The battle over Kevin McCarthy’s election as speaker of the House last month postponed regular business. Several proposed bills are concessions to conservative hardliners who only agreed to back the California Republican if he met their demands. Though their bills will get votes in the House, they have little chance of passing the Democratic-controlled Senate, let alone reach Joe Biden’s desk.
As nice as it would be to override the ill-named Inflation Reduction Act or ban sitting members of Congress from trading or even owning stocks, divided lawmakers should at least agree that bolstering America’s cyber-defenses should be a high priority.
In 2022, the cyber threat landscape experienced a dramatic increase in ransomware and other malicious attacks, with many of them believed to be backed by state actors. The war in Ukraine is often cited as one of the most prominent examples of these incidents, showing just how widespread and destructive these threats can be.
In 2023, ransomware attacks have already proven a grave danger to the hospital and financial services industries. Though overall ransomware attacks on businesses decreased by 61 percent in 2022, new and sophisticated malware variants are emerging each week, creating a severe threat to national security.
Although people most often associate data security with the large-scale attacks against large corporations and governments that make headlines, individuals are becoming even more vulnerable to malicious new ransomware strains and the growing prevalence of adware.
Given these facts, it is now essential for Congress to take immediate action to safeguard American cybersecurity and prevent these malicious assaults from going unchecked. So it is shocking to learn that a recent investigation by States Newsroom revealed that 32 members of Congress—31 Democrats and one independent—were still using TikTok as of early January. This is despite the fact that they are regularly briefed about the risks associated with foreign powers targeting sensitive information.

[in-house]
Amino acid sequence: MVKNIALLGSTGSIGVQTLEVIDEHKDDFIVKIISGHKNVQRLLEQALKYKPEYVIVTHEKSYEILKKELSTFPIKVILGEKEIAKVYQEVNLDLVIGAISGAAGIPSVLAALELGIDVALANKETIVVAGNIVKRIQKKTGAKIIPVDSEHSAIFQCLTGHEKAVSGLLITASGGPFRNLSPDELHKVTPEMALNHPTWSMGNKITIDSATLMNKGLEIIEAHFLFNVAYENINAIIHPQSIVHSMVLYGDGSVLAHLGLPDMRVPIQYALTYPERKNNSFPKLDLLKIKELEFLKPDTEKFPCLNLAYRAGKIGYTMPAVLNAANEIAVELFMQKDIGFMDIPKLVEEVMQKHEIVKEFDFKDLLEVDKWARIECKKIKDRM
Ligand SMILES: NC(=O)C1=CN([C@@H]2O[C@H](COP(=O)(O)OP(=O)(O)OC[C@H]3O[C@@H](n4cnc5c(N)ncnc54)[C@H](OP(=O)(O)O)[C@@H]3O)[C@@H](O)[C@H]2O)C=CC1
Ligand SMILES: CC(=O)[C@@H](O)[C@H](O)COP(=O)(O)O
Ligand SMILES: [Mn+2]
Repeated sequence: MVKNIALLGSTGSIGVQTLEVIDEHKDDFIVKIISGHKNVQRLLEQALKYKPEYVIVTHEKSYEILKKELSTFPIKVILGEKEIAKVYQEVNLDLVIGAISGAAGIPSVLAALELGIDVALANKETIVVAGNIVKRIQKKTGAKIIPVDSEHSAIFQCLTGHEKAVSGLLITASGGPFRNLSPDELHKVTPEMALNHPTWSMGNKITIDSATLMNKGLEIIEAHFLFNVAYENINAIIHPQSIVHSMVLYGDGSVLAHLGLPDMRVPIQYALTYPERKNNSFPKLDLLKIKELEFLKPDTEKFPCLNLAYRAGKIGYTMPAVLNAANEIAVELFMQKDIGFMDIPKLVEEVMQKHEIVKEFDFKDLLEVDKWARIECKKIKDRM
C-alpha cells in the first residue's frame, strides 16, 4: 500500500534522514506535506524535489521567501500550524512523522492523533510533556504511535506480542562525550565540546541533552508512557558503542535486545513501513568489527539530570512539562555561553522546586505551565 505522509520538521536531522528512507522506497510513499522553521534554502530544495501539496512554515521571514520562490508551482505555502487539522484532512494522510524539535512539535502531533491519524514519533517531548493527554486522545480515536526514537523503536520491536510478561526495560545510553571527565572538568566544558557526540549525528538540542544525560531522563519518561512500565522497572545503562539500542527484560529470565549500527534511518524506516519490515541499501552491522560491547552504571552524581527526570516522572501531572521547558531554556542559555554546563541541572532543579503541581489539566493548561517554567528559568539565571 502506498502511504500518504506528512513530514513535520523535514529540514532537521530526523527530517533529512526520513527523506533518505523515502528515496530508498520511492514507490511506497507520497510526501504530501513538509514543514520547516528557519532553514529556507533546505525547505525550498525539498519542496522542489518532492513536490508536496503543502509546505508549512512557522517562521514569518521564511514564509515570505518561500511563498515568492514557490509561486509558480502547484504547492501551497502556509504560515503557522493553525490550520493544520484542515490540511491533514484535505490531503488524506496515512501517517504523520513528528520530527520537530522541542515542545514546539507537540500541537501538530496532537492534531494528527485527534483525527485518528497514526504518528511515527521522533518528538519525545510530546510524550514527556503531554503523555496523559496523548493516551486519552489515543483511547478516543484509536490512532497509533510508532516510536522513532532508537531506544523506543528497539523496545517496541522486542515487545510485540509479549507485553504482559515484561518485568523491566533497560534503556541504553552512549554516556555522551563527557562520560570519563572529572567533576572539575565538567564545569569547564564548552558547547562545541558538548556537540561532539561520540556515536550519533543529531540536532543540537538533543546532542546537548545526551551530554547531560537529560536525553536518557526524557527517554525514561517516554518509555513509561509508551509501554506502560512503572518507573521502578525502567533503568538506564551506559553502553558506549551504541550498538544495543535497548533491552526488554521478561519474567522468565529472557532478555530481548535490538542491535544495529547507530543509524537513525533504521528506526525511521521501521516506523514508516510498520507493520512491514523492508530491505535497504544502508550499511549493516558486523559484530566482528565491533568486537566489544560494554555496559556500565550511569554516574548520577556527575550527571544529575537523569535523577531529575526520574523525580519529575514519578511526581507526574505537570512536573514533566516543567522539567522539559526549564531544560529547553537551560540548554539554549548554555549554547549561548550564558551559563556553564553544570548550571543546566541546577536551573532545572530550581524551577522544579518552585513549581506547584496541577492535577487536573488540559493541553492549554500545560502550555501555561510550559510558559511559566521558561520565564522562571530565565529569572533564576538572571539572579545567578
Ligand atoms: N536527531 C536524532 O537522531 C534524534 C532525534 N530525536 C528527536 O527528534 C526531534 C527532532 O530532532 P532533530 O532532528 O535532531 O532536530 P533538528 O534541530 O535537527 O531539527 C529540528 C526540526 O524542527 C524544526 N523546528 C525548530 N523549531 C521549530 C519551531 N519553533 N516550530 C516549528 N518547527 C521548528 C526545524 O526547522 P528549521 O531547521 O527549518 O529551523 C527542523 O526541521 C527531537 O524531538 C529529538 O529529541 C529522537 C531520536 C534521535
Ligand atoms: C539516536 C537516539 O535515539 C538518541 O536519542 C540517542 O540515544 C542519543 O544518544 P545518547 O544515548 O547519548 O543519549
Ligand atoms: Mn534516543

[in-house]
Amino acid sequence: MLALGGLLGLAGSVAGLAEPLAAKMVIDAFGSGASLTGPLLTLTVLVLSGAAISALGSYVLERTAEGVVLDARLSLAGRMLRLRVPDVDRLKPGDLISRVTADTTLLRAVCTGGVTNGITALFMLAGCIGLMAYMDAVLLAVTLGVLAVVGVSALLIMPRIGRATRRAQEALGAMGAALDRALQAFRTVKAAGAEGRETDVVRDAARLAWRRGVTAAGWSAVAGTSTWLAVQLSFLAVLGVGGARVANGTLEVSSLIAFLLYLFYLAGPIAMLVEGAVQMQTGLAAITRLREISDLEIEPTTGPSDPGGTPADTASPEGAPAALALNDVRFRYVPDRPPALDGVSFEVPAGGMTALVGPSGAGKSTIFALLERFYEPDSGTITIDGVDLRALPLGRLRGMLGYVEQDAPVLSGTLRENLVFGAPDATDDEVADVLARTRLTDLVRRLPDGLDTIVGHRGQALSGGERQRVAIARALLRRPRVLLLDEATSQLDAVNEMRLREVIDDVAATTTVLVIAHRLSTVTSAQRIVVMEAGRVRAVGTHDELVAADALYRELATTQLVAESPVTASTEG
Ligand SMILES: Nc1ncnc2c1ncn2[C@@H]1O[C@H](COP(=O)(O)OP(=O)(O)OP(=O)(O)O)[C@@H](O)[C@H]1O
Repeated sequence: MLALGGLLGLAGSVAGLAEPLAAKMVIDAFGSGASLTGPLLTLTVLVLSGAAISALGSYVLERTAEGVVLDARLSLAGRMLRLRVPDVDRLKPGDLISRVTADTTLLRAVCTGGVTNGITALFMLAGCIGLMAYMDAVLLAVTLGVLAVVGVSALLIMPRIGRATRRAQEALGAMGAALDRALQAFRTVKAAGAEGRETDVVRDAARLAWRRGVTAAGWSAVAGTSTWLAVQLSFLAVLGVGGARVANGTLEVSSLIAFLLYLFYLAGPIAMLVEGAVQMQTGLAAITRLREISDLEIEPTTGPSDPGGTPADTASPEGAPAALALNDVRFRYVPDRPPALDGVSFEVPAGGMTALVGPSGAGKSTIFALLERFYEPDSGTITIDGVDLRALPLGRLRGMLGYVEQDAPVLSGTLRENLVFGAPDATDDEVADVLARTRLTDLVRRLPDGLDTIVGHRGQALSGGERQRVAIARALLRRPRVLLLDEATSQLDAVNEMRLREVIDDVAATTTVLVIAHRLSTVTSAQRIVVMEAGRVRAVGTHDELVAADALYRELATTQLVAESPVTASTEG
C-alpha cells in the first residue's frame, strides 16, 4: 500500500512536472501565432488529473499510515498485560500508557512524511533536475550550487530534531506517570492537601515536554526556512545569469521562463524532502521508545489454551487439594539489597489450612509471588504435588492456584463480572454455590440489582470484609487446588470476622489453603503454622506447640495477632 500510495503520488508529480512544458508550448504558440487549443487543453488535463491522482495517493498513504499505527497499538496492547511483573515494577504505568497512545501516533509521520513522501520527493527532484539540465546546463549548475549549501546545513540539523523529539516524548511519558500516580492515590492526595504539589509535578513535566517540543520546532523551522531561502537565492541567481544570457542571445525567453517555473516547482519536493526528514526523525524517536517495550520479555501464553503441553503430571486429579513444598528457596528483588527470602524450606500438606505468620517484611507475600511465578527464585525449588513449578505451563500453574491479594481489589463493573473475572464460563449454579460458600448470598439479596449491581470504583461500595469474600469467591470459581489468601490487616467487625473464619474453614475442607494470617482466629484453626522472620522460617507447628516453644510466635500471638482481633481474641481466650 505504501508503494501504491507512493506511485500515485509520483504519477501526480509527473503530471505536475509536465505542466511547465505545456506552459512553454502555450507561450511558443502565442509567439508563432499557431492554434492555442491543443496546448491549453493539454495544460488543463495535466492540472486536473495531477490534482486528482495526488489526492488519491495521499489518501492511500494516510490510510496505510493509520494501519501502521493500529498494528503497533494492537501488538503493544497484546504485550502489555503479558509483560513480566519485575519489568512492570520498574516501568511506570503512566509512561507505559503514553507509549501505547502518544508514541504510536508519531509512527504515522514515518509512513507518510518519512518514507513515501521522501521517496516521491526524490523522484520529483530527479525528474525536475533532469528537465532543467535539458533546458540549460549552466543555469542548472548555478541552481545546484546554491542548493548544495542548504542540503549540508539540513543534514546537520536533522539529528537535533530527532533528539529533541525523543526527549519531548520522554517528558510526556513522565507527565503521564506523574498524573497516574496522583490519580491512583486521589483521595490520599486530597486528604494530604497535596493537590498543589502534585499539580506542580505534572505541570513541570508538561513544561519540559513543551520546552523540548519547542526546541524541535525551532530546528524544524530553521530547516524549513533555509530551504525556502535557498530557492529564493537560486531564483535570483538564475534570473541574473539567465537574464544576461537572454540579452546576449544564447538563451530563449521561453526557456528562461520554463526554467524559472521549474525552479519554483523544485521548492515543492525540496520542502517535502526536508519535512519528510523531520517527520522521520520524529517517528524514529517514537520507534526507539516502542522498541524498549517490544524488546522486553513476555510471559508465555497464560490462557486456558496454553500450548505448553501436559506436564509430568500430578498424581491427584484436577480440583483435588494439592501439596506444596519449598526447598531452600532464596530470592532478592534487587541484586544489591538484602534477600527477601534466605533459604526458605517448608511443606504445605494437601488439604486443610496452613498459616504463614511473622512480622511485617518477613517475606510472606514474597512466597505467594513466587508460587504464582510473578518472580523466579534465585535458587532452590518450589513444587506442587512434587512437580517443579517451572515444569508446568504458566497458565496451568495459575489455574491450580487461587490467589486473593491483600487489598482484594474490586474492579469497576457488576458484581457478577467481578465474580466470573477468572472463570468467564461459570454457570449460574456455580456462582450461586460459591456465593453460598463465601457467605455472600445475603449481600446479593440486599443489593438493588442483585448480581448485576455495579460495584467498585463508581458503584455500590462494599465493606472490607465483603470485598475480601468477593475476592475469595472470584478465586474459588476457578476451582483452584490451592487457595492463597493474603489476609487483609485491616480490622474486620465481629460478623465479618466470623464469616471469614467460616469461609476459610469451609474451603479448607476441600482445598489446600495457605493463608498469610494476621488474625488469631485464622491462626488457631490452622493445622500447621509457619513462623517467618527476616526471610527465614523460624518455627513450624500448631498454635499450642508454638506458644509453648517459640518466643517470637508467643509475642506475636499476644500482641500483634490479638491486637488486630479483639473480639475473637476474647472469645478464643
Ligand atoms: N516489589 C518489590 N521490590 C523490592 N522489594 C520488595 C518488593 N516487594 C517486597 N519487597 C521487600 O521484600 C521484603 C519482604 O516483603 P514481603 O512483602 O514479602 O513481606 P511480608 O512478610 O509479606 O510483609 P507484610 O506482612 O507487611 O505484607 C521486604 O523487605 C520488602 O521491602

Given the potential security risks posed by TikTok, the use of the app on personal devices owned by members of Congress is a cause for concern. In China, ByteDance (the app’s parent company) and other tech firms are required to comply with laws granting the government access to any data they hold. This could put American security at risk as legislators may become vulnerable to interference from outside sources.
At the start of 2021, approximately 50 percent of Congress members who had TikTok accounts held or had held positions on committees related to military and foreign affairs. U.S. Representatives Sheila Jackson Lee (D-Texas), Alexandria Ocasio-Cortez (D-N.Y.), and Ilhan Omar (D-Minn.) are among the notable members still using TikTok. Another TikToker, Senator Cory Booker (D-N.J.), sits on the Senate Foreign Relations Committee, granting him access to sensitive and classified information.
The extensive information collected by TikTok, which includes location information, contacts, and browsing history, could be used to track U.S. officials and put them at risk of being targeted in extortion plots from foreign adversaries. Voters should be aware that this irresponsible behavior and the potential for a serious breach of American cybersecurity is mainly coming from Democrats.
TikTok use could pose a major security risk not only to Congress but also to our nation’s safety as a whole. It is essential that we take these matters seriously, and make sure all those responsible are held accountable at the ballot box. Doing so will demonstrate that such reckless behavior will not be tolerated and will serve as an important reminder to Congress that protecting our national security is more important than social media likes.
It seems the people who are supposed to be the “adults in the room” are continually putting America’s security at risk. From Hillary Clinton’s use of an unsecured private server to Joe Biden’s sale of strategic oil reserves, as well as the current probe into his handling of classified documents, and now this misstep with TikTok—it appears that our nation has never been so vulnerable as it is now.